All these forms of pressure — economic, military, diplomatic, covert, and ideological — were meant to work together, by exploiting Moscow’s vulnerabilities and imposing costs on the Soviet empire in every way possible. Yet Reagan’s strategy also involved certain self-imposed and sensible limitations. For instance, he avoided any large-scale, protracted, or direct U.S. military interventions against Communist countries, such as Cuba and Nicaragua, because he knew that they might undermine domestic support for his overall approach.
Soviet leaders were shaken and alarmed by that approach. By 1987 Mikhail Gorbachev had come to the conclusion that the USSR could not continue the Cold War competition in the traditional way, so he agreed to an intermediate-range nuclear-arms accord — the INF Treaty — that essentially granted the concessions Reagan had sought since the early 1980s. By the time Reagan left the White House, in 1989, he had achieved his main strategic goal. The collapse of the Evil Empire followed almost immediately.
The case of Iran today is certainly different from that of the Soviet Union, although not so different as to render Reagan’s example irrelevant. The two most striking differences are probably, first, that Iran is smaller and — especially because it does not yet possess nuclear weapons — less heavily armed than the Soviet Union was, and second, that Soviet decision-making turned out to be fairly cautious when it came to the possibility of a nuclear exchange. We don’t know whether Iran’s current rulers would be similarly cautious. So if anything, the arguments for an American strategy of comprehensive pressure against Tehran are even stronger than they were against the Soviet Union, while the risks associated with a direct U.S.–Iranian military confrontation — while very serious — are less than they would have been with the USSR.
The Obama administration has taken some steps toward a strategy of pressure against Iran. Most of them have focused on segregating the Islamic Republic from global financial markets in order to increase the stress on its already mismanaged economy. This has been effective to a degree, but since, as was true in the USSR, the cruel men who rule the country have little concern for the welfare of their population, more pressure is needed. The only way to extract concessions from the Islamic Republic is to imperil its existence.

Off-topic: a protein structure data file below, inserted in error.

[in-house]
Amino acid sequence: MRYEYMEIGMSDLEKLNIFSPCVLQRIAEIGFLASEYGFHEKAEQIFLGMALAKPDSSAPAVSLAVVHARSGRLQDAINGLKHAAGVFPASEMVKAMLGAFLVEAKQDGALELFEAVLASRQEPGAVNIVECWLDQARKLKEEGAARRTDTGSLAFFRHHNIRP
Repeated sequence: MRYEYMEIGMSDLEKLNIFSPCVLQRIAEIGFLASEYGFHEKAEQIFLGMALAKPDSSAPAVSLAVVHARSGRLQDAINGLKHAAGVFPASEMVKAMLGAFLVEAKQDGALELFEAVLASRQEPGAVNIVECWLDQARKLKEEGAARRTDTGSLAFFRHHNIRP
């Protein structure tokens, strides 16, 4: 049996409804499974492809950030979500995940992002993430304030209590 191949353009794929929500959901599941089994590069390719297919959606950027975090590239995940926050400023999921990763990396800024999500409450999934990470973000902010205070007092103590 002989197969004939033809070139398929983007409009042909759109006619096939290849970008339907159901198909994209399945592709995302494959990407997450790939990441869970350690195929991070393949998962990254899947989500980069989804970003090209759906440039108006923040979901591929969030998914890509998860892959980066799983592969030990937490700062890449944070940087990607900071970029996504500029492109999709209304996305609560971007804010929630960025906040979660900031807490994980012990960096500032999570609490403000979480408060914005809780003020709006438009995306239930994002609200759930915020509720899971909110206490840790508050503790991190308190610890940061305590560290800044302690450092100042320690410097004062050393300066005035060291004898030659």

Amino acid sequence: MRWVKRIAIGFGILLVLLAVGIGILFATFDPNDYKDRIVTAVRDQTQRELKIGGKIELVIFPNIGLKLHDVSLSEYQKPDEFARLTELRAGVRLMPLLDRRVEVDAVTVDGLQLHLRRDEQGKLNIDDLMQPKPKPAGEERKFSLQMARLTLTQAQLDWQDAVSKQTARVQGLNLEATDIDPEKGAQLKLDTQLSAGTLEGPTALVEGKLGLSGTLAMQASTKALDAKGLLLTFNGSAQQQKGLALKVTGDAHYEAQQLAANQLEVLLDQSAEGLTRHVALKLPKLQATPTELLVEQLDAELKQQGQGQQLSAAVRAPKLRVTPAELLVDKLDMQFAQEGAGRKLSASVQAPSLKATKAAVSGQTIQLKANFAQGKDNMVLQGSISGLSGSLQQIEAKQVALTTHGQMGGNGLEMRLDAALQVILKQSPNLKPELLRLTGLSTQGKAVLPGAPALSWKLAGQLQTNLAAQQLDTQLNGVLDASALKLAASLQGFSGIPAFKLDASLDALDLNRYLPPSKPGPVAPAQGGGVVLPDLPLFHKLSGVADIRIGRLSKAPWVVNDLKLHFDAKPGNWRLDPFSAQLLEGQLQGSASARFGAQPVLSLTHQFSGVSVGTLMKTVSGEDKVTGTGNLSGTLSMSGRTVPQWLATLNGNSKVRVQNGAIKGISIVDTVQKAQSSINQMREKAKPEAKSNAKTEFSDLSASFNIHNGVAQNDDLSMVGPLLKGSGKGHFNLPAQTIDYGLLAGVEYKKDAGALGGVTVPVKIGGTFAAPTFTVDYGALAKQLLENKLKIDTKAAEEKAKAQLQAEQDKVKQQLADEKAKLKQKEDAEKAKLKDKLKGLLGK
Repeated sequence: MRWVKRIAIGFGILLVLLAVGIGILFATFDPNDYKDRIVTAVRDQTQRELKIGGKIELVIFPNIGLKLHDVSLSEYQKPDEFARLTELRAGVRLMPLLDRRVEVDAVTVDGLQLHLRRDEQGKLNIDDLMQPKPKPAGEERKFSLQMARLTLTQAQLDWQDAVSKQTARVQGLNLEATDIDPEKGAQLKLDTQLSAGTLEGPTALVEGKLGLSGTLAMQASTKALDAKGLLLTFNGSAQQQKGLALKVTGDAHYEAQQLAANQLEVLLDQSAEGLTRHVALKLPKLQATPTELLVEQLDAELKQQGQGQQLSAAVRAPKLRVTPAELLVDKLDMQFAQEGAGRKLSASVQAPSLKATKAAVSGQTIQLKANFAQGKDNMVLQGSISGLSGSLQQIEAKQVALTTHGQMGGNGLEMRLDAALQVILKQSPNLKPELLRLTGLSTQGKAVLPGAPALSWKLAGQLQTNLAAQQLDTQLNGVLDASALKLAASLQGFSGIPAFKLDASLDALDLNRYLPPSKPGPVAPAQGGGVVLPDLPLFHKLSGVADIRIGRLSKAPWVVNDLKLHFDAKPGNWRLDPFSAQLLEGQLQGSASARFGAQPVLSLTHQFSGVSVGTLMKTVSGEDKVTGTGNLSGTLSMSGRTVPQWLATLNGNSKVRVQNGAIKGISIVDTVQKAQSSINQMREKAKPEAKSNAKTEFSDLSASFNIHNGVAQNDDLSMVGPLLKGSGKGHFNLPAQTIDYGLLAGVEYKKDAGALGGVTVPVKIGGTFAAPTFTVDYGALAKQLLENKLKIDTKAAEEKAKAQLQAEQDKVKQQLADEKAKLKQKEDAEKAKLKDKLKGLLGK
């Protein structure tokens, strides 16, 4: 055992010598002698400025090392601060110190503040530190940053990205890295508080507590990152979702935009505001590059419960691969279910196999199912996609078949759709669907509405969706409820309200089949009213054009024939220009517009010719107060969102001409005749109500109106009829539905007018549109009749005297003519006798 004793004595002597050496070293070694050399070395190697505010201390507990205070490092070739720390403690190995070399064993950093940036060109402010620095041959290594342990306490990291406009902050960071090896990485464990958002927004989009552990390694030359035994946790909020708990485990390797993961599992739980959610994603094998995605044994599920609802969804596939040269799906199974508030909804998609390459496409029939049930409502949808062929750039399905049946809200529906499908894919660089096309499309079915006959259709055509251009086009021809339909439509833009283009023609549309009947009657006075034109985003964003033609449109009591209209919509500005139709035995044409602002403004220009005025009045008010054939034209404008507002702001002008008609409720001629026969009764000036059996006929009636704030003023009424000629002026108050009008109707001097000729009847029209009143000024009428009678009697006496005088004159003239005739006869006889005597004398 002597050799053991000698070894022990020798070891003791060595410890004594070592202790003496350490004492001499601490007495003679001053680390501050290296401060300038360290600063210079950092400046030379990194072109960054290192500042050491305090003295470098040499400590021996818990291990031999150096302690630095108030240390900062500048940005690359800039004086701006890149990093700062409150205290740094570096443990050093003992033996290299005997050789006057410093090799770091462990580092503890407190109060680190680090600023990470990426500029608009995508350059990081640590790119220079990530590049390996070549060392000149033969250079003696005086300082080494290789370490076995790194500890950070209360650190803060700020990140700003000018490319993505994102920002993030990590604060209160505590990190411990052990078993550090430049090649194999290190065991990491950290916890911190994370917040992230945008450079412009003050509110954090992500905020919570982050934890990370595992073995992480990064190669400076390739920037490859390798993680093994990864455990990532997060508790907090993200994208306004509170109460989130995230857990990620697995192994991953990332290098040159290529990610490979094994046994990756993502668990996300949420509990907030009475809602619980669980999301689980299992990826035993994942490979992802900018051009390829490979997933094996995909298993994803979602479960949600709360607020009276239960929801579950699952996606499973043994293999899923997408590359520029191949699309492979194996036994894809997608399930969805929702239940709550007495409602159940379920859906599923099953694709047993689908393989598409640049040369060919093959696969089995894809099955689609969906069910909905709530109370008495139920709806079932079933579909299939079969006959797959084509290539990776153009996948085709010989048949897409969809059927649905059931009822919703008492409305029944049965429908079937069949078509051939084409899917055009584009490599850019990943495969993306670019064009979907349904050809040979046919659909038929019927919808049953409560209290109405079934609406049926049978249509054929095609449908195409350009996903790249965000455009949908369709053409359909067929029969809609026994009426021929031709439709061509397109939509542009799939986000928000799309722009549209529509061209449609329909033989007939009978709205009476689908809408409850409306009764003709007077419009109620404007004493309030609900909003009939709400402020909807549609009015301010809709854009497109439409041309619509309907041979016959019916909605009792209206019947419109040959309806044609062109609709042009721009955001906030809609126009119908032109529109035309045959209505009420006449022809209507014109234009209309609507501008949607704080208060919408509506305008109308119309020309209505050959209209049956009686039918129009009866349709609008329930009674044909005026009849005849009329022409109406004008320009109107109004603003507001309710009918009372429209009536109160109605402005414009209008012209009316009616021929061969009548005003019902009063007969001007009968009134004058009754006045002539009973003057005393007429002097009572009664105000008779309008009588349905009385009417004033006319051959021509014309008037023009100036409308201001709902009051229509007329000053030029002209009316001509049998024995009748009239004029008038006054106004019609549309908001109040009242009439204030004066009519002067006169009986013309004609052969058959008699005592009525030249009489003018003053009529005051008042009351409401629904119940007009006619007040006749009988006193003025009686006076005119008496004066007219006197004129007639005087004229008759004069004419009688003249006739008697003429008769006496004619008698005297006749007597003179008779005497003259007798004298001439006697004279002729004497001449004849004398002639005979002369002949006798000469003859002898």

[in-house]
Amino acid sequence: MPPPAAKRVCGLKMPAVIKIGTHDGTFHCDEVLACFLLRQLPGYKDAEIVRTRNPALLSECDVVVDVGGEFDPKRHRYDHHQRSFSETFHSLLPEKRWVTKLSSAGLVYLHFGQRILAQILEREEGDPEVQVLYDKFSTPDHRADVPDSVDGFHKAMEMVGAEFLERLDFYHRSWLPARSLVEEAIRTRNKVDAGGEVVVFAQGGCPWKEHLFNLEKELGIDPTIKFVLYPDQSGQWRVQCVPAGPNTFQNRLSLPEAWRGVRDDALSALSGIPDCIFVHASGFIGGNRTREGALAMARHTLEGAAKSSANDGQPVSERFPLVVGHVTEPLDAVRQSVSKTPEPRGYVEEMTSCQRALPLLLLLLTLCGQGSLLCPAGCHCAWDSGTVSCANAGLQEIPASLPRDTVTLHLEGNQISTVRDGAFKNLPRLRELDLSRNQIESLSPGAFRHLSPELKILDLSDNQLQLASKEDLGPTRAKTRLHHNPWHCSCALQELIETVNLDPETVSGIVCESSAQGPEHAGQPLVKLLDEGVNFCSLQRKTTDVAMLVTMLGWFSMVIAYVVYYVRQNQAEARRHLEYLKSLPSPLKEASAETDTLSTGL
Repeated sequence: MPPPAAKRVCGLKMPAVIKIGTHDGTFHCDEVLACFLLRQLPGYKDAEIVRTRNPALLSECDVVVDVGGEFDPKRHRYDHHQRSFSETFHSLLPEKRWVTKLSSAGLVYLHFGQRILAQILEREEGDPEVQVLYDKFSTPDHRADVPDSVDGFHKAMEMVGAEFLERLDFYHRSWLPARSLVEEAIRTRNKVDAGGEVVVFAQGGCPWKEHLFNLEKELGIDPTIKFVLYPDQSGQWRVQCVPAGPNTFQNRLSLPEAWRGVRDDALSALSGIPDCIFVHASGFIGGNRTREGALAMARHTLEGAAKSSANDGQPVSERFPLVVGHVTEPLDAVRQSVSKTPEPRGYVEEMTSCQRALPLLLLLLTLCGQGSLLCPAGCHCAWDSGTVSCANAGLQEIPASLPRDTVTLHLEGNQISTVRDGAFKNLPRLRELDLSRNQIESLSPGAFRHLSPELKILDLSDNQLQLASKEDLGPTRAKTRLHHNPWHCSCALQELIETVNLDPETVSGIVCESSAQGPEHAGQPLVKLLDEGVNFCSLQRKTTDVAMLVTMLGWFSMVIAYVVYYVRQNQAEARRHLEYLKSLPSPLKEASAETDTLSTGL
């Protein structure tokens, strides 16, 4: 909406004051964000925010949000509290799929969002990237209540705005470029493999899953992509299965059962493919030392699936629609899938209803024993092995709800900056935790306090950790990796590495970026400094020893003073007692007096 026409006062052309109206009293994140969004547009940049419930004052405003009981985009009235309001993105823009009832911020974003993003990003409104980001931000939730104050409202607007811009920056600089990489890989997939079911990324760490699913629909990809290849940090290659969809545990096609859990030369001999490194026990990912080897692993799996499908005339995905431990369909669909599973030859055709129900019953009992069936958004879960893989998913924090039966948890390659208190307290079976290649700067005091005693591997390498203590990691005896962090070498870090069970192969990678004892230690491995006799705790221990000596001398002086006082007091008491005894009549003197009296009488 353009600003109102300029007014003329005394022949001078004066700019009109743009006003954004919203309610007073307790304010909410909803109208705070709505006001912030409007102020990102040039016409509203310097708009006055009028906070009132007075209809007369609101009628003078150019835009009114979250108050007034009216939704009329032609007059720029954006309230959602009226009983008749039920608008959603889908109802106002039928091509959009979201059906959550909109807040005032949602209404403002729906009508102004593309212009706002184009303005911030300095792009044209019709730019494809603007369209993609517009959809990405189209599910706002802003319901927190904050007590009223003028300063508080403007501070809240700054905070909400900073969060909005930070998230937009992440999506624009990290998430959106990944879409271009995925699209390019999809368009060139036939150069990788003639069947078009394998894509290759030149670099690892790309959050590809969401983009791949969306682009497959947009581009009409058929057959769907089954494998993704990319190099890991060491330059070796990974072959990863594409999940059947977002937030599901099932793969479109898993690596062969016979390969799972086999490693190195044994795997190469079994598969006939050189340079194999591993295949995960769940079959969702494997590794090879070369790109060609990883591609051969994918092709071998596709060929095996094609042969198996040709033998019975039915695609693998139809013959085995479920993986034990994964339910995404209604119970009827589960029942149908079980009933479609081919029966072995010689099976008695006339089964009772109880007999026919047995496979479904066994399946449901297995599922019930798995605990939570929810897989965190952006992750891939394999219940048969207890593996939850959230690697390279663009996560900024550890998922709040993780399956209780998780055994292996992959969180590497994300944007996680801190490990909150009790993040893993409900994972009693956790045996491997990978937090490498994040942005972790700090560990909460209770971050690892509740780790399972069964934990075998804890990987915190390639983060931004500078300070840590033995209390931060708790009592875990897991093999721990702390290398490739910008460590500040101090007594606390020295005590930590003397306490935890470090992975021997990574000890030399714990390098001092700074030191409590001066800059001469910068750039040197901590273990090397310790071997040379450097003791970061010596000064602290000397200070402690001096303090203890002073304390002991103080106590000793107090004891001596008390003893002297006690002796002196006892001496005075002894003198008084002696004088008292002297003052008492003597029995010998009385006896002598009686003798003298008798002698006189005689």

Since its fraudulent June 2009 presidential election, the Islamic Republic has faced an acute crisis of legitimacy. An American president known, like Reagan, for his inspirational use of language should follow Reagan’s model and stake out a moral position. By insisting that the theocratic regime is bound to take its place in history’s junkyard, Obama can inspire a nation seeking to liberate itself from the clutches of clerical despotism. Reagan’s rhetoric was often mocked as naïve, yet we now know that his persistent denunciations of Soviet rule as a moral affront did much to sustain dissidents locked behind the seemingly impenetrable Iron Curtain.
The popular uprisings in Egypt and Tunisia affirm Reagan’s judgment that democratic yearnings can penetrate even the most hardened dictatorships. As change spreads across the Middle East, Tehran’s theocracy may yet feel the contagion effect. Iran is in some ways even more vulnerable to popular uprising than was the House of Mubarak, since it has a well-educated population that has rejected the radical legacy of its revolution and is ready to respond to calls for genuine change.